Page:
In Western Australia, police can arrest and detain a person in order to keep the peace, prevent a crime or to protect the life and property of the community. An arrest is the process used to bring a person into police custody and to charge that person with an offence.
When police can arrest you
Police have the power to arrest a person either with or without a warrant and whether a warrant is obtained will depend upon the circumstances. Police can arrest a person without a warrant when:
- They reasonably suspect they have committed an offence;
- They reasonably suspect they about to commit an offence and if not arrested, are likely to continue or repeat the offence, commit a subsequent offence, endanger their own or another person’s safety or are likely to interfere with a witness, evidence or a police investigation, or in instances where there is no lawful way to establish a person’s identity;
- Where there has been a breach of a Family Violence Restraining Order, a Violence Restraining Order or offences involving a serious act or threat of family violence;
- To prevent a breach of the peace.
You must give your details
When police reasonably suspect you have already committed an offence, are about to commit an offence, or when you may be able to assist the police in an investigation of an offence or suspected offence you may be required to provide your personal details.
It is a requirement to give police your personal details when asked, and it is an offence not to do so. Your personal details include your full name, date of birth, current address and the address you usually live.
If police believe your details are false, you can be requested to produce evidence of your identity.
Do you have to answer other questions?
Police should “caution” you if it is reasonably suspected you are involved in an offence and are likely to be charged. The caution police use is usually words along the line of “You are not obliged to say anything unless you wish to do so, however anything you do say may be taken down and used in evidence against you”.
If police have cautioned you and you do not want to answer their questions, you should respond calmly and politely. Make it clear to the police you do not wish to participate in their questioning by saying “No comment”. You may also say “I do not wish to answer any questions until I have spoken to my lawyer”.
Where an arrest involves a person under the age of 18 years of age, they may say “I do not wish to answer any questions without my parents being here.”
There are some instances you must answer police questions. In these situations, police should first advise that you must answer their questions by law, and by failing to do so that you may be charged. This situation arises where your house is being searched for drugs, when driving a vehicle and establishing whether you are the owner of the vehicle and questions about your identification when on licensed premises such as pubs and nightclubs.
What can police do when arresting you?
When police arrest you, they must:
- Tell you that you are under arrest.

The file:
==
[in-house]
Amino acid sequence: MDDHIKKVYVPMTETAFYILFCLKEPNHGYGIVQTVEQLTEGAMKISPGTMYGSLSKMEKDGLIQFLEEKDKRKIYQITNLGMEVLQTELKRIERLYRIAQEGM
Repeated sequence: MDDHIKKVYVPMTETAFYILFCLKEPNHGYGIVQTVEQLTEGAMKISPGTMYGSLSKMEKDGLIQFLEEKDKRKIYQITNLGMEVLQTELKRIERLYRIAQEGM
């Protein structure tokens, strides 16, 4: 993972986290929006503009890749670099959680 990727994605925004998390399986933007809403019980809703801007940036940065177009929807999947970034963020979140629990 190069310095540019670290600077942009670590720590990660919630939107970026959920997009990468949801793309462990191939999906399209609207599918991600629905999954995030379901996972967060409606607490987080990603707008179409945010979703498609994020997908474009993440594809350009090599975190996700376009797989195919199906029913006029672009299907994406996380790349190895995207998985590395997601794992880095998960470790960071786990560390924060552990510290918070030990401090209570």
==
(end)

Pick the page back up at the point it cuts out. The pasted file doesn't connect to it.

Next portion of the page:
- Caution you and inform you of your rights.
When arresting a person the police may:
- Use as much force as reasonably necessary to make a lawful arrest.
- Carry items including pepper spray, a taser, baton, handgun and handcuffs which can lawfully be used to assist in the arrest process if necessary, to prevent injury to themselves or others.
What are your rights?
Police must inform you of your rights. These rights include the right to seek medical treatment and the right to advise a relative or friend of your whereabouts. You also have a right to engage the services of an interpreter if you are not comfortable talking to the police in English.
How should you behave when being arrested?
If police arrest you, it is always best to co-operate with the arresting officer. Do not try to escape from police, as police are allowed to use reasonable force to prevent you escaping from lawful custody.
Should you resist, struggle, abuse or assault a police officer during the course of your arrest you may be charged for further offences including assaulting a public officer, disorderly conduct or threatening behaviour.
What must police do when arresting a minor?
Police can arrest a young person in the same circumstances that police can arrest an adult. When police arrest a young person, they must attempt to contact a responsible adult at the earliest opportunity and advise them that the young person has been taken into custody. They must keep the responsible adult informed as to the young person’s whereabouts and inform them if they intend to question the young person.
However, although the policy of the Western Australian Police is to have a responsible adult present when a person under the age of 18 years of age is being interviewed, there is no law in Western Australia that requires police to interview a young person with a responsible adult present.
If you require legal advice or representation in a criminal matter or in any other legal matter, please contact Go To Court Lawyers.
By Anne Ford, Solicitor